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Motivating a Judgmental Attitude

Alan Andersen

The brain naturally gravitates toward the negative. We have been talking about the perils of a judgmental attitude and how it is a cancer in relationships. Every working person knows how it wreaks havoc in the workplace and sends everyone home in a bad mood. As leaders we need to train people to think differently and arm them with tools to think positively and appreciate diversity of thought.

In our leadership development workshops, the most helpful tool we have is the Personal Motivation and Engagement assessment. Have you taken it yet? If not, talk to me!

We use this to identify a person’s top six motivators, which are made up of one’s beliefs, attitudes and values.

Your top two motivators are what get you out of bed in the morning, excited to take action on something that brings you joy — like making money, learning something new, helping a person in need, or making an impact on a large scale. The top two motivators are what we use to think positively, to move toward things we value.

Conversely, our bottom motivators may cause us to be judgmental and to be trapped in our own negative world of criticism. If we are not aware of what motivates us and equally what “de-motivates” us, we are in danger of criticizing others when they think and behave differently than we do.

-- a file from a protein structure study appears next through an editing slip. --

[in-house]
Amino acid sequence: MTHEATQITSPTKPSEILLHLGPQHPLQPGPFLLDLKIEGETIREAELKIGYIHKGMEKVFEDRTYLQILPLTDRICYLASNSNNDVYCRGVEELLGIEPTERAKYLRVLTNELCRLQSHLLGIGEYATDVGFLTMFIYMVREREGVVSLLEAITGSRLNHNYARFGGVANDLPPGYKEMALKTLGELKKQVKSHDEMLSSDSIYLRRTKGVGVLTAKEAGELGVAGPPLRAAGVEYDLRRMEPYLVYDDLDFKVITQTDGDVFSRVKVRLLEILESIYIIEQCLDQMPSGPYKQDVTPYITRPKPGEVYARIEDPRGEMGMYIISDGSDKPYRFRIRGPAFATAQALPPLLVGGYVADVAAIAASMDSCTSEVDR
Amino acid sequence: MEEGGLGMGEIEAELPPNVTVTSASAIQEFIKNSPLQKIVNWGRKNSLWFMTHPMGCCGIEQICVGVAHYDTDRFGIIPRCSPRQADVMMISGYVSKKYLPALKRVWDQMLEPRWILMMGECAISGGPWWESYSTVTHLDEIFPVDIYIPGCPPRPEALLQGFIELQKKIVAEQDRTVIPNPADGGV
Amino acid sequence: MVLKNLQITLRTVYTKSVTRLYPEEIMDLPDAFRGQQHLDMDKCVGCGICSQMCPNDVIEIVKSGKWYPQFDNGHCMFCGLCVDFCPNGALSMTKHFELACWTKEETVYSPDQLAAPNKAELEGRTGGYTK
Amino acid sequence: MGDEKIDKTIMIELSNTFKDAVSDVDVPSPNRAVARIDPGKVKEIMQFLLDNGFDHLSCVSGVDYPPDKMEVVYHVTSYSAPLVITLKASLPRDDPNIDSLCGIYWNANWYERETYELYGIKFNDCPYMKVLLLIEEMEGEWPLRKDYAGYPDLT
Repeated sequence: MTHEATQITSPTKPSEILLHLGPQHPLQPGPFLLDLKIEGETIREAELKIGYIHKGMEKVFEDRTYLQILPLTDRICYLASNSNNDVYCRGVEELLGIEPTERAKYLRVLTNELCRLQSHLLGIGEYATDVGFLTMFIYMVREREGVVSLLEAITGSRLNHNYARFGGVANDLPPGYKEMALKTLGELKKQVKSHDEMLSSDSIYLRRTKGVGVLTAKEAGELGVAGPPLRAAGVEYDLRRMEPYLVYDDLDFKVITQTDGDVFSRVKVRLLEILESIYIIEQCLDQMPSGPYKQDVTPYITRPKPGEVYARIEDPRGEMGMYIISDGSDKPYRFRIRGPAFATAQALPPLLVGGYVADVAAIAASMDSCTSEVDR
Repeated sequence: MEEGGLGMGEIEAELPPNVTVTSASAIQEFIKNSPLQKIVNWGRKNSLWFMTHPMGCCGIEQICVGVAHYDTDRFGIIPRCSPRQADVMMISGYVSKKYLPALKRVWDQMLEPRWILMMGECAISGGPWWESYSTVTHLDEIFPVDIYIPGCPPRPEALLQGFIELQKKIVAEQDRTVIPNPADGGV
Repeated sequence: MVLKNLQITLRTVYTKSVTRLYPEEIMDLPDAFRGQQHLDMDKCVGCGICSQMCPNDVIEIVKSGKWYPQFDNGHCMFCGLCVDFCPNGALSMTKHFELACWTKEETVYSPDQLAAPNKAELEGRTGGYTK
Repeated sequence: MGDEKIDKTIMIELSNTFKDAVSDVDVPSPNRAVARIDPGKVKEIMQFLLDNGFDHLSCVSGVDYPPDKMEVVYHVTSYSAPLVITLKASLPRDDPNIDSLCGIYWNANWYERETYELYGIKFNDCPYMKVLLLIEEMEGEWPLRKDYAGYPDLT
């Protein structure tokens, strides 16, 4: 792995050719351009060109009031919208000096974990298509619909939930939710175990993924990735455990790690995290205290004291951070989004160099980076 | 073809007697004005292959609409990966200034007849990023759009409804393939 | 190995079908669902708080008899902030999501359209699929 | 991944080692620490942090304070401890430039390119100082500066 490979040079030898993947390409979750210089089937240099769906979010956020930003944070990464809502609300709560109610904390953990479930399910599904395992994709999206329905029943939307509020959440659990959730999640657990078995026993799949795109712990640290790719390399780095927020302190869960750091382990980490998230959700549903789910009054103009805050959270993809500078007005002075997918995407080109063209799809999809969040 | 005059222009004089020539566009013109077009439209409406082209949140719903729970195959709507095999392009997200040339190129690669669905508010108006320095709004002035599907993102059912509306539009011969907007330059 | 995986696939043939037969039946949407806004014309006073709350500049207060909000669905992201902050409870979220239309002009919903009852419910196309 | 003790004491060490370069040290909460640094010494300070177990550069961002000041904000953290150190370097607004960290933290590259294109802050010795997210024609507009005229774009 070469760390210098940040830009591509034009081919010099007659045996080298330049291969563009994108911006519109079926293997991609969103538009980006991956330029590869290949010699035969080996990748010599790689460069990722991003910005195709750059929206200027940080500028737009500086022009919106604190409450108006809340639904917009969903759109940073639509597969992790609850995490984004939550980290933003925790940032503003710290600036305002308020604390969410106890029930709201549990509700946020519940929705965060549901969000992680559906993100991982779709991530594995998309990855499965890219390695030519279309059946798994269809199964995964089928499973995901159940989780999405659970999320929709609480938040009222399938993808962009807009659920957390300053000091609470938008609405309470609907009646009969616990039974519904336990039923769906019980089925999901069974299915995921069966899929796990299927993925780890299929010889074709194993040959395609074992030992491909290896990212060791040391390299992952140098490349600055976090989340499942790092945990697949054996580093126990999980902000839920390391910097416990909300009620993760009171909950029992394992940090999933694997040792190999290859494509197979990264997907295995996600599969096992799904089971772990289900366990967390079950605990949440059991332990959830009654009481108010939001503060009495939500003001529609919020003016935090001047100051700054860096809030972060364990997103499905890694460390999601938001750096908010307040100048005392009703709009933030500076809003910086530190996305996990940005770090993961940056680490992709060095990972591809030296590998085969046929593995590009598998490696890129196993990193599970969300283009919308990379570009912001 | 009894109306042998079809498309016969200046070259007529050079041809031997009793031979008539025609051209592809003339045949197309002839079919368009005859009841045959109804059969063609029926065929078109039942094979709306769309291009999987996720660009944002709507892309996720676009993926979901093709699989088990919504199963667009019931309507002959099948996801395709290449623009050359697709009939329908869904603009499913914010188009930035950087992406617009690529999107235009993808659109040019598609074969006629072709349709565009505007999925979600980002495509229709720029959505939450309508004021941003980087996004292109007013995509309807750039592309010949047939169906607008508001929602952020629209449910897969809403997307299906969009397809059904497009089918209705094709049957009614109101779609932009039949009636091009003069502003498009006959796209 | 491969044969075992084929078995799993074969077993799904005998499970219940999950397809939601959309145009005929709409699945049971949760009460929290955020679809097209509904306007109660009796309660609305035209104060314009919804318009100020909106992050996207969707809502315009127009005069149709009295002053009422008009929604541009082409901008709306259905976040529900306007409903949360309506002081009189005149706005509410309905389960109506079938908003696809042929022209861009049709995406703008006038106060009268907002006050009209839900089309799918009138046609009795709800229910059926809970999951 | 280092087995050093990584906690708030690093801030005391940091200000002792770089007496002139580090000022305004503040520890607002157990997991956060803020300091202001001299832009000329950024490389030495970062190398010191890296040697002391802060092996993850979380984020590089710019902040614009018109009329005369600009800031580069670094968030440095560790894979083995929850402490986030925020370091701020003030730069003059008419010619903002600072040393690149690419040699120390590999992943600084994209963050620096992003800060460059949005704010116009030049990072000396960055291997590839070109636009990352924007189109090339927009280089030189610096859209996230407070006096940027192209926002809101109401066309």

Awareness of what our motivators and values are helps us avoid judging others. Instead we learn to accept that people think differently than and are motivated differently than we are. Thus it shields us from the hazards of being a critical person.

But if that awareness doesn’t happen, having a judgmental, critical spirit leads you to be controlling of others.

This is based in fear. You see, if your story is that you are right and you are the expert, then you automatically limit your growth to learn and evolve as a person. People learn and grow from their mistakes of judgment.

If you are always right and never wrong, you are probably a very small thinker who believes you are the smartest person in the room. This often leads to an unprofitable business, a depressed life, and an unhappy marriage full of blind spots and joy killers.

If any of this even remotely describes your situation, we need to talk!

Your Coach,

The article previously appeared at True Life Coaching, a subsidiary of Shandel Group. If you enjoyed this post, read Shandel's book, Clarity: Focusing on What Matters.

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